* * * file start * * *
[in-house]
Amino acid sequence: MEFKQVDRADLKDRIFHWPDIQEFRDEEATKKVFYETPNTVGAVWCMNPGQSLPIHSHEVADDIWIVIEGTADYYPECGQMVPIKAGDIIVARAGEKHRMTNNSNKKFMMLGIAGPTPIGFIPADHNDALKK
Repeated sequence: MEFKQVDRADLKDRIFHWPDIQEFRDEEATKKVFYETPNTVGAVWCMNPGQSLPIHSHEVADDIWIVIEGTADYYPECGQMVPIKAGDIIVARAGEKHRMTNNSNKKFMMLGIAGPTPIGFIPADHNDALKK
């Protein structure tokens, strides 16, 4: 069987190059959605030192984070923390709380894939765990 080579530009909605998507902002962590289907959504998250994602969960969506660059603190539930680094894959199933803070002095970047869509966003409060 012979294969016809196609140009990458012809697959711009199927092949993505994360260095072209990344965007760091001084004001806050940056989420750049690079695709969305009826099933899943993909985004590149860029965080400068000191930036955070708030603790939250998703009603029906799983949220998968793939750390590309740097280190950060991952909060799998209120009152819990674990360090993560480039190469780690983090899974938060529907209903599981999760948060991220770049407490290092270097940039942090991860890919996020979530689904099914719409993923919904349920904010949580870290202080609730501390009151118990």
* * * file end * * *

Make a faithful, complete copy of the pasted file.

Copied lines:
[in-house]
Amino acid sequence: MEFKQVDRADLKDRIFHWPDIQEFRDEEATKKVFYETPNTVGAVWCMNPGQSLPIHSHEVADDIWIVIEGTADYYPECGQMVPIKAGDIIVARAGEKHRMTNNSNKKFMMLGIAGPTPIGFIPADHNDALKK
Repeated sequence: MEFKQVDRADLKDRIFHWPDIQEFRDEEATKKVFYETPNTVGAVWCMNPGQSLPIHSHEVADDIWIVIEGTADYYPECGQMVPIKAGDIIVARAGEKHRMTNNSNKKFMMLGIAGPTPIGFIPADHNDALKK
């Protein structure tokens, strides 16, 4: 069987190059959605030192984070923390709380894939765990 080579530009909605998507902002962590289907959504998250994602969960969506660059603190539930680094894959199933803070002095970047869509966003409060 012979294969016809196609140009990458012809697959711009199927092949993505994360260095072209990344965007760091001084004001806050940056989420750049690079695709969305009826099933899943993909985004590149860029965080400068000191930036955070708030603790939250998703009603029906799983949220998968793939750390590309740097280190950060991952909060799998209120009152819990674990360090993560480039190469780690983090899974938060529907209903599981999760948060991220770049407490290092270097940039942090991860890919996020979530689904099914719409993923919904349920904010949580870290202080609730501390009151118990």